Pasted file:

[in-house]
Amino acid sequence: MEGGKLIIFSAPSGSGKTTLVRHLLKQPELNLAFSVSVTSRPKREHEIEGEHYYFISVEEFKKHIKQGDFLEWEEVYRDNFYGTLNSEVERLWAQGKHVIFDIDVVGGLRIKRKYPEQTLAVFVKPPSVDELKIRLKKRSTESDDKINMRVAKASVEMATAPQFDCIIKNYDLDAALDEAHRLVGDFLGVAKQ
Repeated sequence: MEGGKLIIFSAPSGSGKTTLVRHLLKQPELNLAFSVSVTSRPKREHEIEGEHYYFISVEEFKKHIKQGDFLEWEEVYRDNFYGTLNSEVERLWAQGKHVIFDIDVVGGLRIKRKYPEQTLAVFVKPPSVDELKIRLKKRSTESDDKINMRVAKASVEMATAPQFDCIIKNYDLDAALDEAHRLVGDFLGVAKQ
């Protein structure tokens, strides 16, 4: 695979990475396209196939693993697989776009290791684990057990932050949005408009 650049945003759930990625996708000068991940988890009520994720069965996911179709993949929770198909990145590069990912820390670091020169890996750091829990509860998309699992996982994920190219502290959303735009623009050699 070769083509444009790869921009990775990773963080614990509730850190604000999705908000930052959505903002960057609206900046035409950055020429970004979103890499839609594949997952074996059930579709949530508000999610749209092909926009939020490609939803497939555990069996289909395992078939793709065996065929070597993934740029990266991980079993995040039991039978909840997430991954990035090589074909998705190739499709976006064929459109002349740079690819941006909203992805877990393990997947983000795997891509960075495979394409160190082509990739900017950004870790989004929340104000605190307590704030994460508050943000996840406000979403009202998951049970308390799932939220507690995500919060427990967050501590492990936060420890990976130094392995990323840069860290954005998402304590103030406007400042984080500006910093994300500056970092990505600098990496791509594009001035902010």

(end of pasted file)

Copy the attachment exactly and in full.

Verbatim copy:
[in-house]
Amino acid sequence: MEGGKLIIFSAPSGSGKTTLVRHLLKQPELNLAFSVSVTSRPKREHEIEGEHYYFISVEEFKKHIKQGDFLEWEEVYRDNFYGTLNSEVERLWAQGKHVIFDIDVVGGLRIKRKYPEQTLAVFVKPPSVDELKIRLKKRSTESDDKINMRVAKASVEMATAPQFDCIIKNYDLDAALDEAHRLVGDFLGVAKQ
Repeated sequence: MEGGKLIIFSAPSGSGKTTLVRHLLKQPELNLAFSVSVTSRPKREHEIEGEHYYFISVEEFKKHIKQGDFLEWEEVYRDNFYGTLNSEVERLWAQGKHVIFDIDVVGGLRIKRKYPEQTLAVFVKPPSVDELKIRLKKRSTESDDKINMRVAKASVEMATAPQFDCIIKNYDLDAALDEAHRLVGDFLGVAKQ
């Protein structure tokens, strides 16, 4: 695979990475396209196939693993697989776009290791684990057990932050949005408009 650049945003759930990625996708000068991940988890009520994720069965996911179709993949929770198909990145590069990912820390670091020169890996750091829990509860998309699992996982994920190219502290959303735009623009050699 070769083509444009790869921009990775990773963080614990509730850190604000999705908000930052959505903002960057609206900046035409950055020429970004979103890499839609594949997952074996059930579709949530508000999610749209092909926009939020490609939803497939555990069996289909395992078939793709065996065929070597993934740029990266991980079993995040039991039978909840997430991954990035090589074909998705190739499709976006064929459109002349740079690819941006909203992805877990393990997947983000795997891509960075495979394409160190082509990739900017950004870790989004929340104000605190307590704030994460508050943000996840406000979403009202998951049970308390799932939220507690995500919060427990967050501590492990936060420890990976130094392995990323840069860290954005998402304590103030406007400042984080500006910093994300500056970092990505600098990496791509594009001035902010």